Despite the help from her current and past educators, Mrs. DeMaria still had a lot  she had to go through on her own. Injuries don’t just simply affect your body, but your mental health as well. She greatly credits both her mental and physical recovery to her swim discipline. Physically, she felt she was completely prepared for what happened due to her training. But mentally, swimming ended up helping her to listen to her body, and recognize when something was wrong. While she never doubted her ability to recover fully even for a second, her family was more concerned. Her relationship with her mom is a focal point in What Though the Odds, as she was by her side throughout the entire recovery process. These events could have made mother and daughter very similar, but there is one thing they do not have in common. “I don’t get worked up about little things, I don’t worry.” She is unsure whether this trait came from the accident, and the things she experienced, or whether it’s just in her human nature. 

Despite that characteristic possibly always being with her, something that definitely changed through the accident was her faith. Mrs. DeMaria didn’t grow up Catholic, but after the accident she joined the Church. She credits much of her recovery not to her own faith, but the faith of others. She describes her experience: “When you are at a place in your life when you are just raw, and everything is stripped away, and you are lost and hurting, and to be surrounded by a place where the faith is just so strong you can feel it, it’s amazing.” 

There are many people today who are unable to do what they love, for various reasons. The thing she most recommends for those who are really struggling, physically or emotionally, is to write. She feels it was a safe place for her to get out all the emotions, and everything she didn’t want to keep inside, or place as a burden on others. The other thing she recommends is to understand there’s always hope. “That’s probably the greatest message I wanted to convey in my book, is that life can be awful, life can be really hard, and life can hurt, and it will, for all of us. Everybody will go through something, and it won’t look like what I went through, but it will feel like what I went through.”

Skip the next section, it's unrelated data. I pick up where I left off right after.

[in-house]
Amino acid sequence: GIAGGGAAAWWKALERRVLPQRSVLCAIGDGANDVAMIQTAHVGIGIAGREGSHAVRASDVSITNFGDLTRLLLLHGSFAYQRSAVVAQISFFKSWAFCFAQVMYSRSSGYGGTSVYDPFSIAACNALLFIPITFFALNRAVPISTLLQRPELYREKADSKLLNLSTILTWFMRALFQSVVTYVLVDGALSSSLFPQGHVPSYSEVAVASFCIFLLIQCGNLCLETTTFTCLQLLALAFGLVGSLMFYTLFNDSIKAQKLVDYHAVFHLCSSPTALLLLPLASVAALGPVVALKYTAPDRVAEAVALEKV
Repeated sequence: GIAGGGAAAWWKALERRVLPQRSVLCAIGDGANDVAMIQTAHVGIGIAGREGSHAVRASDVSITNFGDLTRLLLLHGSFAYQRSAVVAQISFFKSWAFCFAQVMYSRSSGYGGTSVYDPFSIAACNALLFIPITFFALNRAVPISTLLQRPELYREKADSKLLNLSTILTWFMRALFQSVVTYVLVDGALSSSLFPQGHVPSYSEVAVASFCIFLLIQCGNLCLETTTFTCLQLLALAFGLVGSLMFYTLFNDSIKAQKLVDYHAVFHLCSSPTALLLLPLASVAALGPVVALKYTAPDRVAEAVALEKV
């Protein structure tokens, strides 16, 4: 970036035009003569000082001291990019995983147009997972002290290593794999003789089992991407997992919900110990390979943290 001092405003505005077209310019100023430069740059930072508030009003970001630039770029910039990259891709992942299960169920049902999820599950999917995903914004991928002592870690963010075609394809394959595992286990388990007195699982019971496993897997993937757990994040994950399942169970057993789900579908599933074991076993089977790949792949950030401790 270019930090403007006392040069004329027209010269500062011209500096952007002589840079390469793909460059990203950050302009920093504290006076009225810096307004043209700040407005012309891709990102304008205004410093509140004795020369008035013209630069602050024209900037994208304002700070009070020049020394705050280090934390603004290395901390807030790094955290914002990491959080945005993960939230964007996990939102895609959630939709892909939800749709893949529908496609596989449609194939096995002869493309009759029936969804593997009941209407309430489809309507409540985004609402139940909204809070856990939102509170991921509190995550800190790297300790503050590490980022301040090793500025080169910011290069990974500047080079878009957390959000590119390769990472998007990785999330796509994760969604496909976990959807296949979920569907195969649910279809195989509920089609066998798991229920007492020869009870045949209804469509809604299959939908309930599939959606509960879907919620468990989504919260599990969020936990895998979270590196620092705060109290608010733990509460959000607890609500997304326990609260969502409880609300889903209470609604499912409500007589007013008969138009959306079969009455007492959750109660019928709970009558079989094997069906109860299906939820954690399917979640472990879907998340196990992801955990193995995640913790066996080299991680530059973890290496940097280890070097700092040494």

Nowadays, Mrs. DeMaria lives in Annapolis, Maryland with her husband and two kids, but her life is changed in millions of ways because of her experiences. While she’s not entirely sure exactly what has changed about her, because you aren’t the person you will be for the rest of your life at 18, she does have some ideas. She believes what changed is her faith and, certainly, her sense of community. “Community doesn’t just show up when you need it, it’s something you have to nurture and be a part of when you don’t need it, and contribute to it.” Most importantly though, she has learned to honor her teammates through just about everything she does. “There’s a huge part of how I feel and how I live my life that knows how lucky I am, how grateful I am, and how blessed I have been by so much in my life. There’s no way to thank everyone for what they’ve done and no way to express the gratitude that I have for all that I’ve been given, except to share it. To try to do the best I can to be that kindness and goodness for someone else.”

Mrs. DeMaria is speaking at this year’s X-Breakfast and assembly, as is Ms. Jan Petrie, another fantastic Xavier alumna. Mr. Bruggman, one of the hardworking members of the X-Breakfast Board, says  the members have worked on plans for the event for roughly nine months! He says to expect some riveting stories of tragedy and triumph, and is proud and excited for the 12th Xavier X Breakfast. 

 

Print Friendly, PDF & Email